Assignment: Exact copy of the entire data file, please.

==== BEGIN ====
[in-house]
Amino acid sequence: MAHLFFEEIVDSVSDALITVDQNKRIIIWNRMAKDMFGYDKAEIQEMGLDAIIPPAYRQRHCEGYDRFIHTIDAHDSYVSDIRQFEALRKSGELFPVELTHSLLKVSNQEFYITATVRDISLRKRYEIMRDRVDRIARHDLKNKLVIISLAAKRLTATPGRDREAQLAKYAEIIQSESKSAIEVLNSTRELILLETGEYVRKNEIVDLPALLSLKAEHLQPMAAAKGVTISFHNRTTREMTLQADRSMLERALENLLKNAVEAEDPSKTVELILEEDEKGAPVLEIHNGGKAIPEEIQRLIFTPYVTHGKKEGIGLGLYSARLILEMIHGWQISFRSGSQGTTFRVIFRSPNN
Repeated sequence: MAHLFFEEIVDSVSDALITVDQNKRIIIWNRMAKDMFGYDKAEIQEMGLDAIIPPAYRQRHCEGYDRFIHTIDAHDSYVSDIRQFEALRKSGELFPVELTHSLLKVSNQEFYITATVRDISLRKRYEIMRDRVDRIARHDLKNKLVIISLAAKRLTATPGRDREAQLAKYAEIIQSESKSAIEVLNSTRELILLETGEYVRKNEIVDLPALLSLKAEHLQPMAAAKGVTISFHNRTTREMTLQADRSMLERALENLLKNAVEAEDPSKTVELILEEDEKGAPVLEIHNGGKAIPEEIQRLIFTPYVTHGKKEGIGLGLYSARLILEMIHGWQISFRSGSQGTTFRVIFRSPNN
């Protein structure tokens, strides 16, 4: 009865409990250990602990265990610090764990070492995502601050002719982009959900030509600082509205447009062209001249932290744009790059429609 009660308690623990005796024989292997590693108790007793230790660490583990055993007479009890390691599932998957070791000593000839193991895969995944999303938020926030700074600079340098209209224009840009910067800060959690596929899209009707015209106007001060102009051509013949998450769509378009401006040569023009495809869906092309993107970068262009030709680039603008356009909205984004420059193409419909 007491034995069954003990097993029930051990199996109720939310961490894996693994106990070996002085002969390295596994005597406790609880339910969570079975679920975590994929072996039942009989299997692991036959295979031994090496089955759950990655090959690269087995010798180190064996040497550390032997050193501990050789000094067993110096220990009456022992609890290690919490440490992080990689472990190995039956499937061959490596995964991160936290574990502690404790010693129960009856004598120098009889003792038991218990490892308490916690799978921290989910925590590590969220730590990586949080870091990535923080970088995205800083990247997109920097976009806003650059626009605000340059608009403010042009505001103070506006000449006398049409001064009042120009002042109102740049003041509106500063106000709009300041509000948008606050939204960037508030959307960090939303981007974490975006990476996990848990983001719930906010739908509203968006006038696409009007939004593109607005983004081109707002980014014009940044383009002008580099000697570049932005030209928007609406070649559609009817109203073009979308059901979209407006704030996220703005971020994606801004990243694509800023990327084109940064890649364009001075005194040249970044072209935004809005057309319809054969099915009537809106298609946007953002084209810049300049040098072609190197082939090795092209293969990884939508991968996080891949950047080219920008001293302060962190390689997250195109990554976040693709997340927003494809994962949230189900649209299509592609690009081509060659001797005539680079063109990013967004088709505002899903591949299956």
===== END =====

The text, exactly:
[in-house]
Amino acid sequence: MAHLFFEEIVDSVSDALITVDQNKRIIIWNRMAKDMFGYDKAEIQEMGLDAIIPPAYRQRHCEGYDRFIHTIDAHDSYVSDIRQFEALRKSGELFPVELTHSLLKVSNQEFYITATVRDISLRKRYEIMRDRVDRIARHDLKNKLVIISLAAKRLTATPGRDREAQLAKYAEIIQSESKSAIEVLNSTRELILLETGEYVRKNEIVDLPALLSLKAEHLQPMAAAKGVTISFHNRTTREMTLQADRSMLERALENLLKNAVEAEDPSKTVELILEEDEKGAPVLEIHNGGKAIPEEIQRLIFTPYVTHGKKEGIGLGLYSARLILEMIHGWQISFRSGSQGTTFRVIFRSPNN
Repeated sequence: MAHLFFEEIVDSVSDALITVDQNKRIIIWNRMAKDMFGYDKAEIQEMGLDAIIPPAYRQRHCEGYDRFIHTIDAHDSYVSDIRQFEALRKSGELFPVELTHSLLKVSNQEFYITATVRDISLRKRYEIMRDRVDRIARHDLKNKLVIISLAAKRLTATPGRDREAQLAKYAEIIQSESKSAIEVLNSTRELILLETGEYVRKNEIVDLPALLSLKAEHLQPMAAAKGVTISFHNRTTREMTLQADRSMLERALENLLKNAVEAEDPSKTVELILEEDEKGAPVLEIHNGGKAIPEEIQRLIFTPYVTHGKKEGIGLGLYSARLILEMIHGWQISFRSGSQGTTFRVIFRSPNN
């Protein structure tokens, strides 16, 4: 009865409990250990602990265990610090764990070492995502601050002719982009959900030509600082509205447009062209001249932290744009790059429609 009660308690623990005796024989292997590693108790007793230790660490583990055993007479009890390691599932998957070791000593000839193991895969995944999303938020926030700074600079340098209209224009840009910067800060959690596929899209009707015209106007001060102009051509013949998450769509378009401006040569023009495809869906092309993107970068262009030709680039603008356009909205984004420059193409419909 007491034995069954003990097993029930051990199996109720939310961490894996693994106990070996002085002969390295596994005597406790609880339910969570079975679920975590994929072996039942009989299997692991036959295979031994090496089955759950990655090959690269087995010798180190064996040497550390032997050193501990050789000094067993110096220990009456022992609890290690919490440490992080990689472990190995039956499937061959490596995964991160936290574990502690404790010693129960009856004598120098009889003792038991218990490892308490916690799978921290989910925590590590969220730590990586949080870091990535923080970088995205800083990247997109920097976009806003650059626009605000340059608009403010042009505001103070506006000449006398049409001064009042120009002042109102740049003041509106500063106000709009300041509000948008606050939204960037508030959307960090939303981007974490975006990476996990848990983001719930906010739908509203968006006038696409009007939004593109607005983004081109707002980014014009940044383009002008580099000697570049932005030209928007609406070649559609009817109203073009979308059901979209407006704030996220703005971020994606801004990243694509800023990327084109940064890649364009001075005194040249970044072209935004809005057309319809054969099915009537809106298609946007953002084209810049300049040098072609190197082939090795092209293969990884939508991968996080891949950047080219920008001293302060962190390689997250195109990554976040693709997340927003494809994962949230189900649209299509592609690009081509060659001797005539680079063109990013967004088709505002899903591949299956």